Querying Particular Document Sorts

By default, the dig command queries for an A file when you don’t specify any file kind. However DiG additionally permits you to question different kinds of DNS data, reminiscent of MX, NS, TXT, and so forth.

To specify a file kind, you append the file kind proper after the area identify you’re wanting up, like within the following instance.

Run the command under to question for MX data.

dig +noall +reply mx

You may see under that the MX file for is

Querying for MX records
Querying for MX data

Now, run the next command to question for TXT data

dig +noall +reply txt

The output under reveals all TXT data for, as proven under.

Querying for TXT records
Querying for TXT data

Performing Queries in Batch Mode

Suppose you wish to search for DNS info for a number of domains. Querying info one after the other for every area identify could be tedious and time-consuming.

Luckily, the dig command helps a batch mode, the place you may specify a file containing a listing of domains. DiG will carry out DNS queries for all domains listed in that file in batch mode.

Open a brand new textual content file named dns-batch-file.txt in your most popular textual content editor, and add the domains (one per line), as proven under. When you’re proud of the listing, save the file and shut the editor.

Itemizing domains within the dns-batch-file.txt file

Now, run the next command to question all domains listed within the specified (-f) dns-batch-file.txt file in batch mode.

dig -f dns-batch-file.txt +noall +reply

As you may see under, the DNS info for all domains has been queried and displayed in a tabular format.

Performing queries in batch mode
Performing queries in batch mode

Controlling DiG’s Habits Utilizing the .digrc File

DiG reads numerous settings from the ~/.digrc file if you run the dig command. This file incorporates numerous settings that allow you to management how the dig command behaves. With the ~/.digrc file, you may set the default DNS server that the dig command ought to question or set the default file kind to question when you don’t specify any.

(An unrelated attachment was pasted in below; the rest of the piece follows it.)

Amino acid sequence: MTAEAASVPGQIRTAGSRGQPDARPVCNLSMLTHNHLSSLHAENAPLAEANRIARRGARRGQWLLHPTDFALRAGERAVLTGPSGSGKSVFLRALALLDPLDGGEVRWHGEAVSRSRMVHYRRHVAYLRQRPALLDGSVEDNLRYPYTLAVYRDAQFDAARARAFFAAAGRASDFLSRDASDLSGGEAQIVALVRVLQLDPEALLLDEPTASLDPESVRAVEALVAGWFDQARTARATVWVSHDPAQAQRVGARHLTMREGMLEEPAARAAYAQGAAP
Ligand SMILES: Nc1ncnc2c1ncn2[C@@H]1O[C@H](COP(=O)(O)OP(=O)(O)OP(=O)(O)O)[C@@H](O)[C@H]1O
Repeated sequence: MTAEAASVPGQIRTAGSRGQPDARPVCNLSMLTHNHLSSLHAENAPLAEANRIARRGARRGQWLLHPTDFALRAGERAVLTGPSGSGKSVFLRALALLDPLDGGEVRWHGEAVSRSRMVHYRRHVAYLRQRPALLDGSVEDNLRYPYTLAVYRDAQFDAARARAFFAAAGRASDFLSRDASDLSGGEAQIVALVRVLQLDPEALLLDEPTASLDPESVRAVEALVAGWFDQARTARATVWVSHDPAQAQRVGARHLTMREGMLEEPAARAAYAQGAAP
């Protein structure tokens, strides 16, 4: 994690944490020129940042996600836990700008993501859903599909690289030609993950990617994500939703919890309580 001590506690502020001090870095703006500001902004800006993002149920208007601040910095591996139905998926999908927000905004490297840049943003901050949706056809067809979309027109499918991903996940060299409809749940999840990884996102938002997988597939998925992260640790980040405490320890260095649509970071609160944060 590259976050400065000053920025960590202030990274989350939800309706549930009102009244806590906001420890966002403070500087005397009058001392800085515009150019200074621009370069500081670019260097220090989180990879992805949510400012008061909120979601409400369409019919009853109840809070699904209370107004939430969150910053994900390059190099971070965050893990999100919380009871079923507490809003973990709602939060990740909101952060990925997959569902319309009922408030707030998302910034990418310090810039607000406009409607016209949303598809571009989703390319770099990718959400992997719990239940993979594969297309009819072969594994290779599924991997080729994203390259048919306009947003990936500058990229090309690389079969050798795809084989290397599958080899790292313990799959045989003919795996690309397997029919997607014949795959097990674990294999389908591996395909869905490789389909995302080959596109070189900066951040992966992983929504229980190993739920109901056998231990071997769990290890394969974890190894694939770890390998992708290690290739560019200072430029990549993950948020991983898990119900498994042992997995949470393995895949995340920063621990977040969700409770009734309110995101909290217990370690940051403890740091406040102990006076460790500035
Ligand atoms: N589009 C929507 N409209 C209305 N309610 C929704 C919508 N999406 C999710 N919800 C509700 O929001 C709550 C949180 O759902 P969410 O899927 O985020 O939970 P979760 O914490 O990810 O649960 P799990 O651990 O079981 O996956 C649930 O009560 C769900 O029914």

Maybe you goal to get an in depth reply and ignore all different sections more often than not when working the dig command. In such circumstances, you need to use the ~./digrc file to set the default output type for the dig command, like within the following instance.

Run the echo command under, which doesn’t present output, however provides the +noall +reply line to the ~/.digrc file.

echo "+noall +reply" > ~/.digrc

Now, run the dig command to question a site identify with out arguments. Change area along with your most popular area identify.

You may see that the output now solely incorporates the reply part, as proven under. DiG would use the +noall +reply flags from the ~/.digrc file even when you didn’t append any flags if you ran the dig command.

Controlling DiG’s behavior using the ~/.digrc File
Controlling DiG’s habits utilizing the ~/.digrc File


On this article, you’ve realized numerous options of the Linux dig command to question DNS servers successfully. You’ve additionally touched on customizing your required dig command output utilizing a number of flags.

At this level, you already know find out how to benefit from the Linux dig command in your day-to-day work, particularly when troubleshooting community issues.

Don’t cease right here, although. There’s extra to what you may accomplish with the Linux dig command. Why not use the dig command to carry out a reverse DNS bathroomkup to discover a area identify related to an IP handle?